Wireless DR Lightens the Load

There’s a new mobile digital mammography coach designed to reach underserved, rural women. And women are jumping aboard.

Gundersen Lutheran Medical Center is located in La Crosse, Wis, in the county of La Crosse. One of 72 counties in Wisconsin, La Crosse County occupies 452.8 square miles and, in 2000, was home to 107,210 people. Gundersen Lutheran Health System provide services to not only this population, but also to 18 additional surrounding counties, into Minnesota and Iowa as well as Wisconsin.

Distance, combined with area industry and rural setting, therefore presents a challenge for much of the population in seeking medical services. Many find they do not have easy access nor can they get the time needed away from work. Routine examinations and regular screenings are neither routine nor regular.

Gundersen Lutheran’s mobile digital mammography coach features a waiting and reception area, two changing rooms, an examination room, and a rear galley.

Gayle S. Jago, ARRT(R) (M), clinical manager of program development for the Norma J. Vinger Center for Breast Care within Gundersen Lutheran Medical Center, estimates the area mammogram compliance rate at 60%. “We have many fairly rural areas,” she said.

These women are underserved: routine examinations and regular screenings can save lives. “We know we can decrease the cost in caring for women with breast cancer if we find it at an early stage,” Jago said, referring both to financial and personal outcomes. So Gundersen Lutheran decided to “mobilize” its efforts.

Traveling Coach
Gundersen turned to Oshkosh Specialty Vehicles (OSV), an Oshkosh Corp company in Harvey, Ill, for the 40-foot mobile digital mammography vehicle that will travel the health system’s service area. The vehicle features a waiting and reception area, two changing rooms, an examination room, and a rear galley area for the staff.

The examination room was designed for the GE Senographe Essential Digital Mammography System, which was installed by OSV with assistance from engineers from GE Healthcare, Waukesha, Wis. The equipment was tested and calibrated prior to delivery.

The device features the largest field of view on the market, according to GE, which permits image capture of a diverse patient population, some within a single exposure. The examination suite is large enough to allow the operator to easily position the patient for the exam.

Gundersen Lutheran opted not to utilize the GE reading workstation but rather to mix and match vendors. The result was a customized solution that took some effort to put together. “We are the hub for many different organizations, and so we wanted the vendor’s name on each piece of equipment not to matter. It took some work, but everything works together, is appropriate and efficient,” Jago said.

Gundersen Lutheran hired one mammography technologist and a driver. “It’s a 40-foot coach and needs a dedicated CDL driver,” Jago said. He also handles the reception work. Images are brought into the main campus via telecommunications and are read by the organization’s breast imaging radiologists.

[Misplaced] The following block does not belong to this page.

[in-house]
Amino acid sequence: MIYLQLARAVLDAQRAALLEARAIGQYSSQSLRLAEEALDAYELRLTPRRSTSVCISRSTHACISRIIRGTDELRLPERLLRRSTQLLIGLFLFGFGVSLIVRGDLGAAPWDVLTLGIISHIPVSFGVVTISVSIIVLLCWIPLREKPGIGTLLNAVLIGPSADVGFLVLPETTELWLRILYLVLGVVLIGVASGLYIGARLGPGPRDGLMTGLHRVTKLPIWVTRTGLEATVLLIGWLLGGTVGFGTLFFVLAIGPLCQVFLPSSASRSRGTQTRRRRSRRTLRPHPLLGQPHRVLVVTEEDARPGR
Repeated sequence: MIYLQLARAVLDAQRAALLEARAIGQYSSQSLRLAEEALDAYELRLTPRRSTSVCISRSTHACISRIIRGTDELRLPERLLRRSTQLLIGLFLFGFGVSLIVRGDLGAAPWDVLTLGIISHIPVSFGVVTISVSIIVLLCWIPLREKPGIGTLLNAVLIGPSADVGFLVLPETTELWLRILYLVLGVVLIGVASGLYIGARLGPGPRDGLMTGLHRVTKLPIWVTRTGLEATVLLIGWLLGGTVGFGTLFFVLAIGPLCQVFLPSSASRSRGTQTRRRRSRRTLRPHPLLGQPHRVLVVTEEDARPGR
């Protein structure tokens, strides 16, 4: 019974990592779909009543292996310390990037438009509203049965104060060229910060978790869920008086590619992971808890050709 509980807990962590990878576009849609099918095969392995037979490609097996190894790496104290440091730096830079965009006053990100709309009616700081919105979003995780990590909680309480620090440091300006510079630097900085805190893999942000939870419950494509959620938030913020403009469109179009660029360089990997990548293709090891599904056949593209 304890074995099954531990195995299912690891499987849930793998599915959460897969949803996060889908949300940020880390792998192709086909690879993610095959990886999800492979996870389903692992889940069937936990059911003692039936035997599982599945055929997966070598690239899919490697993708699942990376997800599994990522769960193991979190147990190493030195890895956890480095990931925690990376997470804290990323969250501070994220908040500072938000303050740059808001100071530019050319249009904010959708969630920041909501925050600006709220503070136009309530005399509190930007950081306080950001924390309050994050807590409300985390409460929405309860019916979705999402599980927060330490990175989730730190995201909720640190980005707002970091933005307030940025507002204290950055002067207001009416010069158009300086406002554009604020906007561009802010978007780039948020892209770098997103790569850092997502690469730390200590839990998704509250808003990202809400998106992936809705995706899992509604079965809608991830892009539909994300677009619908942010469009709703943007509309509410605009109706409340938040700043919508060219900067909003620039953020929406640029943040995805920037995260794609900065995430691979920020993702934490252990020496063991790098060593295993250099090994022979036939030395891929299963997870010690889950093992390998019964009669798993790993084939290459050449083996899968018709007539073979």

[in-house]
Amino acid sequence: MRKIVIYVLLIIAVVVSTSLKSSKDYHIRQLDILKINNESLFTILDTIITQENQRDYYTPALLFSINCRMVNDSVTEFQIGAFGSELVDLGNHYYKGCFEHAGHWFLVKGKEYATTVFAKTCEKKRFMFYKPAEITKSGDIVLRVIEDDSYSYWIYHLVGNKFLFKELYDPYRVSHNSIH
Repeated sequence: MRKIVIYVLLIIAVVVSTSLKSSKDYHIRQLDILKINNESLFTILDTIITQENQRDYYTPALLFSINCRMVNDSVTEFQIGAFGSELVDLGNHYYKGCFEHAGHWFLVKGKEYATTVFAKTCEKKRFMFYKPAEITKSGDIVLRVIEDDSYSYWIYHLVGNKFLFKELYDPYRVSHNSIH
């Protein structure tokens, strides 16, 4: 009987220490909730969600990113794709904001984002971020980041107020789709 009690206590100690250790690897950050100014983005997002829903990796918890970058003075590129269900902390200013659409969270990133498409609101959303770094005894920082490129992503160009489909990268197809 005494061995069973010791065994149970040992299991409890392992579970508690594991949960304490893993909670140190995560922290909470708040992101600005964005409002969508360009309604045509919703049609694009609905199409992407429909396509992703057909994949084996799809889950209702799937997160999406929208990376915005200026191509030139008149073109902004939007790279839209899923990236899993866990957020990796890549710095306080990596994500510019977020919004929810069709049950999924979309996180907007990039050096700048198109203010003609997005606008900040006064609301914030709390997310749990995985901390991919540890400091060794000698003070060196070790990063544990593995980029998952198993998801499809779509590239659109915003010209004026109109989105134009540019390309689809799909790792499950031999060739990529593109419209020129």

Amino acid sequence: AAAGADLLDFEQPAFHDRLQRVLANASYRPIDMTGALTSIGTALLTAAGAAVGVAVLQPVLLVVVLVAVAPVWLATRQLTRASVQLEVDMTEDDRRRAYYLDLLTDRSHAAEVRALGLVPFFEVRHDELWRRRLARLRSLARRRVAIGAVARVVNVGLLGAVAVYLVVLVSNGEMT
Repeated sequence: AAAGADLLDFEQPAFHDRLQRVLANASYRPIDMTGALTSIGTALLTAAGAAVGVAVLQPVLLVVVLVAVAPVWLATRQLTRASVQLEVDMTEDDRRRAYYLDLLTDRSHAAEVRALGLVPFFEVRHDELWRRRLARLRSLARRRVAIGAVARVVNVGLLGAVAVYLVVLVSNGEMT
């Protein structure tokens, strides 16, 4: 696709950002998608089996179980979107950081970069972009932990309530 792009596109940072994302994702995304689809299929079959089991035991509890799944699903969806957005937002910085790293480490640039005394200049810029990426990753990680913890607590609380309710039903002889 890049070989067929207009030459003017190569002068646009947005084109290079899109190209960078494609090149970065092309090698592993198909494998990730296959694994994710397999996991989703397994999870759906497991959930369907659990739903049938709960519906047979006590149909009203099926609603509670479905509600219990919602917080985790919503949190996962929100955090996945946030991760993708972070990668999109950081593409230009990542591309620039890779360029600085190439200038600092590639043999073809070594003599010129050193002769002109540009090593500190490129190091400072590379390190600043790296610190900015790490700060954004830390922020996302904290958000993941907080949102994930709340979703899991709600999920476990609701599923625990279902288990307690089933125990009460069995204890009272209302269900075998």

“We are handling it the same as a fixed-site clinic, but the location changes every day,” Jago said. Because much of Gundersen Lutheran’s service area rests on the banks of the Mississippi River, connectivity has presented some challenges, but the telecommunications issues have been discovered that fit the project’s budget.

Mobile Mammograms
The vehicle debuted in September at the third annual Gundersen Lutheran Medical Foundation Steppin’ Out In Pink walk for breast cancer research and awareness. In October, the mobile digital mammography unit made its first outreach effort, traveling to Ashley Furniture Industries Inc in Arcadia, Wis.

Originally scheduled for a 3-day stop, the event was expanded to 4 days before the coach even arrived. About 120 women registered for exams. Ashley has already begun planning another screening event.

“The patients are grateful. They are used to traveling about an hour and 15 minutes to us for this service, and to have it in the parking lot where they work is very nice,” Jago said. She estimates about half of the women participating in the event were not getting their recommended annual mammogram.

The effort has therefore already been a success. The mission is to screen more women, and Jago expects that within 3 years the mobile unit will be completely booked.

Whether it will earn money is unknown, in part because revenue generation is not a goal of the program. Rather, the digital mammography coach was intended to bring screening services to underserved women. The vehicle was funded in part by the federal government with a $236,000 appropriation secured by Rep Bruce Braley (D-Iowa).

Women whose mammograms are abnormal will need to have their work-ups completed at a diagnostic breast imaging center. Gunderson Lutheran is working with regional hospitals to form partnerships that will give these women the opportunity to have their care close to home. Gundersen Lutheran has made a commitment to deliver care to any woman diagnosed with breast cancer on the coach regardless of her ability to pay. “It’s a big step, but it needed to be taken,” Jago said.

Although this will be associated with costs, the organization does ultimately expect to save money. “If one in eight women develop breast cancer, the downstream cost could be significant for our organization. We are trying to reduce the cost by catching it early,” Jago said, adding, “We’re trying to do the right thing more than worry about the right dollars.”

—Renee DiIulio